insecure2bwriters2bsupport2bgroup2bbadgeOnce again this month, the question comes from the Insecure Writers’ Support Group.

Maybe it’s a cheat, but I’ve actually answered this one in a previous FAQ post.  Still, I’m happy to answer again.  Quote from the linked article:

I think what draws me most to historical fiction is the glimpse into how people lived in other eras. I have always found that fascinating. Social mores, fashions, even food! I recently completed a course on royal food and feasting from the Tudor to Victorian eras.

I enjoy the process of researching a story, and I love the richness of detail that comes from doing that work. I’m one of those rare birds who treats research as a treasure hunt rather than a chore; the hardest thing I experience is limiting how much research I do, because it is far too easy to go down a rabbit hole and never do any writing!


Blogmas: Christmas Tag

I saw this come across on several other blogs and thought it would be fun to play.  Here goes!

Via The Enthusiast Blog

Use one noise to describe how excited you are for Christmas.

Do you open any presents on Christmas Eve?

When I was growing up, the tradition for many years was to open gifts on Christmas Eve, with one gift from Santa Claus on Christmas morning.  When I was around 12, this changed to opening all gifts on Christmas morning.  Nowadays, my husband and I tend to give practical gifts or experiences (like theatre tickets) to each other, so there are no rules.  Sometimes the practical gifts are needed before Christmas.

What holiday traditions are you looking forward to most this year?

We try to go see Christmas lights in one of the fancier neighborhoods each year, or to attend a Christmas theatrical.  This year, my health has been such that we skipped the theatrical we regularly attend because I was under the weather.  Our local ballet company’s “Nutcracker” is still on the agenda.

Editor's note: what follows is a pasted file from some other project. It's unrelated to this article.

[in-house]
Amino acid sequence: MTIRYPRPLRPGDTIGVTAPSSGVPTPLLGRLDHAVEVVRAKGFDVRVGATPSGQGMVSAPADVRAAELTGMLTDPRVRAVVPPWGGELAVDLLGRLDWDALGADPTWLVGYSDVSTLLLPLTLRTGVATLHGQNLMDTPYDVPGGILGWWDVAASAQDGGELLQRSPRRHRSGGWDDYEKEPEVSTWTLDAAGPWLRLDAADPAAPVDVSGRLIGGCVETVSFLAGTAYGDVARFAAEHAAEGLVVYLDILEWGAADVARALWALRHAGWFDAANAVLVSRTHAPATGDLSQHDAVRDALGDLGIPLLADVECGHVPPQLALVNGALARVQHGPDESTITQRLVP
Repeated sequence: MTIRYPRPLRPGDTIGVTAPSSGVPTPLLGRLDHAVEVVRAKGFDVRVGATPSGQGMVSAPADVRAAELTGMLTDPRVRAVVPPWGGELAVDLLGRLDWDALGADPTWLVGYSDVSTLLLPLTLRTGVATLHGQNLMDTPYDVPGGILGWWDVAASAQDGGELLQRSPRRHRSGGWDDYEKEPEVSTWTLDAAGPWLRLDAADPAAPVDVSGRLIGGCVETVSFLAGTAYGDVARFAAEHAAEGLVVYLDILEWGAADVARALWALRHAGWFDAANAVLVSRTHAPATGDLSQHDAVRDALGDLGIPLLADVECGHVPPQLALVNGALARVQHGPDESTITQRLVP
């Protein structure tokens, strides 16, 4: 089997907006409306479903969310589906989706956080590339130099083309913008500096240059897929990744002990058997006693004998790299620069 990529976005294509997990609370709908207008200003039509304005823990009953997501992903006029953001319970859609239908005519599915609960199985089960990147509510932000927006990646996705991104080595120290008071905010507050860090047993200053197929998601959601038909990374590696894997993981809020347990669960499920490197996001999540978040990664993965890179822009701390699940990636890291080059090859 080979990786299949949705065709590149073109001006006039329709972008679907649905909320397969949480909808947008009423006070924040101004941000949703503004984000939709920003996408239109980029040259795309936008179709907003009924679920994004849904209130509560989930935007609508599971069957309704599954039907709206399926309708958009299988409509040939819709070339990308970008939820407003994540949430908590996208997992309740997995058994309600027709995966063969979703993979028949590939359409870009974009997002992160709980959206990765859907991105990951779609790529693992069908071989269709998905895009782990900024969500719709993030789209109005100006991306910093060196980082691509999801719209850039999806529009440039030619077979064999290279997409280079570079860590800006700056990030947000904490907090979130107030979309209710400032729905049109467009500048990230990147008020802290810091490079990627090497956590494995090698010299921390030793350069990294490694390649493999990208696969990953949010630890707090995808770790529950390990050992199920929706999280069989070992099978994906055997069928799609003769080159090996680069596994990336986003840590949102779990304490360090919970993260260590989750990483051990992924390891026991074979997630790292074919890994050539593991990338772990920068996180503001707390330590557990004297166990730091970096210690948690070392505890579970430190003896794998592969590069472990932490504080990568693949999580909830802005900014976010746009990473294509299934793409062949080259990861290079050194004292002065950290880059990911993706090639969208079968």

Is your Christmas tree real or fake?

This year, we decided not to put up a tree.  We have two adolescent cats, brought in from the streets, who are very active … and who used to climb trees outside.  I think you know why we didn’t put one up this year. 🙂

What is your favorite Christmas film?

For a full-length film, “A Christmas Story.”  For a TV program, “Rudolph the Red-nosed Reindeer.”

Where do you usually spend your holiday?

At home.

What is your favorite Christmas song?

What is your all-time favorite holiday food/sweet treat?

Mincemeat pie.  I am the only one in my family (either growing up or now) who likes it, and so it seldom appears on the menu.

Be honest: do you like giving gifts or receiving gifts better?


What is your favorite thing about Christmas?

The music, whether secular or religious.

When do you start getting excited for Christmas?

Around Thanksgiving.  I drag out my music and start playing it in the car long before other people are interested in listening to it.

What is the best Christmas gift you’ve ever received?